Reflections on Instructional Technology and Media

Going on a Shelfari April 2, 2008

I have been marginally aware of the existence of Shelfari for several months now, but have only started exploring the site and its potential use this week. So I thought I would share what I have seen and what I would like to see in terms of the use of this product in the K-12 environment.

What is Shelfari?

Shelfari is a web 2.0 tool that allows you to identify what books you have read, what you are currently reading, what you hope to someday read, what you own, and designate favorites among them.  You can rate the books, write reviews of them, and TAG them. Like many web 2.0 tools, you can add friends and compare your shelves. You can find others in shelfari who are reading the same book or ask for feedback on a book you might be interested in reading.  You can create groups and focus on specific books in the group.

Books can be added to your shelf manually through a search by title, author, or ISBN. Book lists can also be imported. The books are displayed on the shelf with their book covers shown which makes it really attractive.

How can this be used in the K-12 environment?

School Library 

My immediate thought goes to the library media center. How cool would it be for the media center to have a shelfari account in which they could create a shelf for:

  • new books that have just arrived in the library
  • book of the month themes
  • books for specific projects
  • potential new books – let students and teachers review and recommend
  • summer reading lists
  • teacher reading lists

I’ll bet you can think of may more!  All of this can be done using tags. For example, compare my entire shelf list to my Harry Potter list.  All I did, was to tag each of my Harry Potter books with “hp” and then the shelf is easily generated. You can see how creating a march2008 tag for each book you want to feature in March will let you create special lists for any need you have!


Another thought – many teachers have their own classroom library. They could create a tag for all the items in their classroom and then create another to make a wishlist. Parents could then see what teachers need – you never know, one parent might just expand your classroom library for you! Teachers could also share what they are reading and which books are their favorites. We all know that when children see adults share their love for reading, it increases the liklihood they will read more!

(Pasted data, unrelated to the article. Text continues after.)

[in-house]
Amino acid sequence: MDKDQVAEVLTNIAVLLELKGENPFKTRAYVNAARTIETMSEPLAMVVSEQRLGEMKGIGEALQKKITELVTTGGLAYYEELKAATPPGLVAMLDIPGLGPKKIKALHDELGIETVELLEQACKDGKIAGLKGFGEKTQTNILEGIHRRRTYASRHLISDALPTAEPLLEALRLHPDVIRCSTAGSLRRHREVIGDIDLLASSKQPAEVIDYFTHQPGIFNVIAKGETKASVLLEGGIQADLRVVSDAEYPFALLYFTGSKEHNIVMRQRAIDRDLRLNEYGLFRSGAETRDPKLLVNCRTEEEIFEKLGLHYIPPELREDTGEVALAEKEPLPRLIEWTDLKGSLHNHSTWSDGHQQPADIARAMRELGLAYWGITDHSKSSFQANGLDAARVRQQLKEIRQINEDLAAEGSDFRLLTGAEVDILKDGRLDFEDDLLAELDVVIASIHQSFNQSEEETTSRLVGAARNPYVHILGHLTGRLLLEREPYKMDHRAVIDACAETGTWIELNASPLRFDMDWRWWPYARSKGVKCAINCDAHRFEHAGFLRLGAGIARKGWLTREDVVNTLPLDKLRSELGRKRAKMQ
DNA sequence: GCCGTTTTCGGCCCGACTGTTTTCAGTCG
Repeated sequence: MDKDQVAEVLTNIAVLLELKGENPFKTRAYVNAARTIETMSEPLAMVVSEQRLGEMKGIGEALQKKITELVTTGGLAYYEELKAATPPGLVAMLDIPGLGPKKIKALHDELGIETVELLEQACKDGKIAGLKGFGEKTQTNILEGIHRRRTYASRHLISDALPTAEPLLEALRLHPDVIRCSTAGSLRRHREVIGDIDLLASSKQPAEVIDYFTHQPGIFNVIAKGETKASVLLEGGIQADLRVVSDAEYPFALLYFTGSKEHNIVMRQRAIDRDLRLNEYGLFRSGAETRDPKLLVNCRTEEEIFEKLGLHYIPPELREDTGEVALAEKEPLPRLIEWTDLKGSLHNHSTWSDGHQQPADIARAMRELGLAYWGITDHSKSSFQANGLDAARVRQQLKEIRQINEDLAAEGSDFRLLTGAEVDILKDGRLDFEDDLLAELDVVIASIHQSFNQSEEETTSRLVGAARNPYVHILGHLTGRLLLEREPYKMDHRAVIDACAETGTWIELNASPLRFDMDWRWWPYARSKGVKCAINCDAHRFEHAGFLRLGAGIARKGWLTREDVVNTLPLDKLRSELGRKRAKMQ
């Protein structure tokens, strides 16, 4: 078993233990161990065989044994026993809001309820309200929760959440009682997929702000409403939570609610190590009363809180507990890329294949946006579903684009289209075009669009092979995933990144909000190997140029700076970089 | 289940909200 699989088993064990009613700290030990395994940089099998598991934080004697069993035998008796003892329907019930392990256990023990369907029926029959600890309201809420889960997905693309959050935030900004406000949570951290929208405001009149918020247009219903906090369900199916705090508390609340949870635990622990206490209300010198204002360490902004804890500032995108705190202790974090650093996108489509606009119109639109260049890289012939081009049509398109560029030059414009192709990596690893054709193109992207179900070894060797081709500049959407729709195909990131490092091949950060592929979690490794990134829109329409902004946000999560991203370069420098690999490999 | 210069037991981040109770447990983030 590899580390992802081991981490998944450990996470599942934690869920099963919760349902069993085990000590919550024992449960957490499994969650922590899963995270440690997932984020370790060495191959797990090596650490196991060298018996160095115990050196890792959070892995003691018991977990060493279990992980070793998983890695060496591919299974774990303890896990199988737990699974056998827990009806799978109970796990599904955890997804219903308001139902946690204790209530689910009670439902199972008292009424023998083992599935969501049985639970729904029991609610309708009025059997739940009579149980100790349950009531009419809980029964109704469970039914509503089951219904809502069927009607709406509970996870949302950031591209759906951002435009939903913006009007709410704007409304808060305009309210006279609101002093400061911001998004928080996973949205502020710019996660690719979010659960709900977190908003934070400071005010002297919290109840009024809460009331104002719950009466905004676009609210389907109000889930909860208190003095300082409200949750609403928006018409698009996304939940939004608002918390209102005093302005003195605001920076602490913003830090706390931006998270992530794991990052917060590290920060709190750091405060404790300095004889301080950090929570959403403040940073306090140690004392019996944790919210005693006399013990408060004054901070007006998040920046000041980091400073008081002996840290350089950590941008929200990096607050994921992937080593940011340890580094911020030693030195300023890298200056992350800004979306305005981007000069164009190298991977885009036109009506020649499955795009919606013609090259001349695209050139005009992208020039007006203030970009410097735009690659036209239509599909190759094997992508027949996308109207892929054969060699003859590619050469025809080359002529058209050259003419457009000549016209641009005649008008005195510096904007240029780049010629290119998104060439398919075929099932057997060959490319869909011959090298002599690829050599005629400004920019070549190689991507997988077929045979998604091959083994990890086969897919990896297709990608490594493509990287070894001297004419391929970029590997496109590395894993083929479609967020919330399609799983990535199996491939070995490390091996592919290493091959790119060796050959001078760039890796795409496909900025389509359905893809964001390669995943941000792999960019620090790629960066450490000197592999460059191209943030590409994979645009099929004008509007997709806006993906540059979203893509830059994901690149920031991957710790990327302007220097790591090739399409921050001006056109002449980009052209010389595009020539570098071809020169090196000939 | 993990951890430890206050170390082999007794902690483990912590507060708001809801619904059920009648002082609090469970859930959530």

Let’s take this a step further, what if students created their own shelf! They could add the books they read throughout the year and watch their shelf grow. This is so potentially powerful, it gives me goosebumps (not the book sereis, the actual bumps on my skin). One word of warning – Shelfari says that it legally only allows children 13 yrs old and up to create their own account. I can understand this – there is no way to block their access to some of the more adult lit that other shelfarians are sharing. Maybe a good idea for younger users, is to create a classroom account and add books as a class through the year. You could then tag the book with each students name or pseudonym to create a shelf for each student. Might be a cool way to see which books are the most popular.

I am still learning this app and I am sure I will have lots more ideas about this.  How many of you are using Shelfari? Find me and friend me!


6 Responses to “Going on a Shelfari”

  1. Fran Says:

    I currently use Library Thing but like the shelving display that Shelfari offers. I can definitely see the possibilities for school libraries. Need to check and see if I can open an account for my media center separate from the personal account I just opened on Shelfari.

  2. Jason Moore Says:

    I am really enjoying reading your blog, Tracy.

    I’ve sparingly used a facebook application like this called Goodreads Books. I like the idea of Shelfari being that it is independent of a social platform that may (will be) gone tomorrow.

    Good stuff.

  3. Karyn Gloden Says:

    I am excited to learn more about how we might use Shelfari in our district. One immediate thought is that our Standard Course of Study does requrie middle school students to keep an annotated book list (Goal one)–perhaps there would be more motivation for this to happen if done using Shalfari. Not only would the individual student benefit from keeping a record of her reading life, but the opportunities for sharing and having literacy discussions with peers might generate some powerful results. More thinking. K

  4. Barbara Simmons Says:

    I opened an account today and started listing books on my shelves. I can definitely incorporate this into our reading program at Ephesus.

    Thanks fo sharing!

  5. Leesa Cole Says:

    Did you ever find a way to safely have students create their own accounts under a teacher account?

    • Lauren Shultz Says:

      I would also like to know if you have found a way to safely have students create their own accounts under a teacher account. My concern is that I would like to use this with 5th graders. Maybe the best way to do this is to have a teacher shelf and then tag students by first name last initial. What do people think? The visual of the book shelf is so engaging for kids–it is a shame not to find a safe way to use Shelfari in school.

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